Skilling for the future: How GitHub is advancing diversity, equity, and inclusion within open source communities
In the coming months, we’re scaling, expanding, and launching new programming to further DEI within open source communities.
Open source powers software on a planetary scale: 99% of code is built on it. The rewards and challenges of creating open source are deeply familiar to the maintainers and developers who create it, but they often go unseen by others. We read a lot about the preeminence of software, less so about the communities of people pouring their efforts and passions into it.
This is why we’re launching The ReadME Project, a new space for the community to share their stories, and to learn from each other. Today, and throughout the coming months, you’ll read stories of personal growth, professional challenges, and lessons learned—the journeys you might not see behind projects you probably use every day.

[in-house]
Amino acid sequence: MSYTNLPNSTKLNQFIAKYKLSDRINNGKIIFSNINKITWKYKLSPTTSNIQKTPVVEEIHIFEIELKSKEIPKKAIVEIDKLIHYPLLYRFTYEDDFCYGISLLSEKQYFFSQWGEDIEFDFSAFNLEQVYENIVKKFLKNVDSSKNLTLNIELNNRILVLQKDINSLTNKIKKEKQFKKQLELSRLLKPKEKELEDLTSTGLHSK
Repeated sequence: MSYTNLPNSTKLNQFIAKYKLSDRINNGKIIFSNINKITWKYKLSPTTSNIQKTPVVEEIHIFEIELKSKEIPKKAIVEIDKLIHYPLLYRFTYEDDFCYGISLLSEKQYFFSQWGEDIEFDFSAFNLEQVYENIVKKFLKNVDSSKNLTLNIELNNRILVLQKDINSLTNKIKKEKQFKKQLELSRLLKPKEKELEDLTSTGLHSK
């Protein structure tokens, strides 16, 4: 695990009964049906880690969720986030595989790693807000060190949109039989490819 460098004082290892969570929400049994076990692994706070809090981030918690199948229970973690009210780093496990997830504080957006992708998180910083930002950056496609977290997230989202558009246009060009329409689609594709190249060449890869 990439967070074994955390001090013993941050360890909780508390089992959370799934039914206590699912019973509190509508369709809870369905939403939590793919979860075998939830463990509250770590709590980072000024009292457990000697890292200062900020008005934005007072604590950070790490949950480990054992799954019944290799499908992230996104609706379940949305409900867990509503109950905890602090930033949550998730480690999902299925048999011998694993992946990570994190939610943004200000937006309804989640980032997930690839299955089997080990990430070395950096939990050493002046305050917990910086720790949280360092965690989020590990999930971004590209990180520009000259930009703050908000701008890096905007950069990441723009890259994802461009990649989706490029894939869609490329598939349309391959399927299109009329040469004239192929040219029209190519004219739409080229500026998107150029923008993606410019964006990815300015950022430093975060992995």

We’re excited and grateful that the first profiles feature Henry Zhu, Samson Goddy, Sonia John, Ovilia Zhang, and Dirk Lemstra. Their stories are live right now, ready for you to explore, and there are so many more to come. Nominate an inspiring developer whose work you’ve been following or unsung contributors that have done great things for your project.
We hope you take something constructive from these personal profiles and merge it with your own story. Open source is incredible, uplifting, and collaborative, but it’s also imperfect. All of us can learn from the creativity, grit, and perseverance of the individuals who build it.
The ReadME Project features the stories of the people behind open source. We want this to be an engaging destination for you, so please send us feedback and contribute your ideas that can inspire and inform all of us. We’ll continue to shine the light on individuals, but you can expect us to experiment with some new projects along the way. We can’t wait to hear what you think!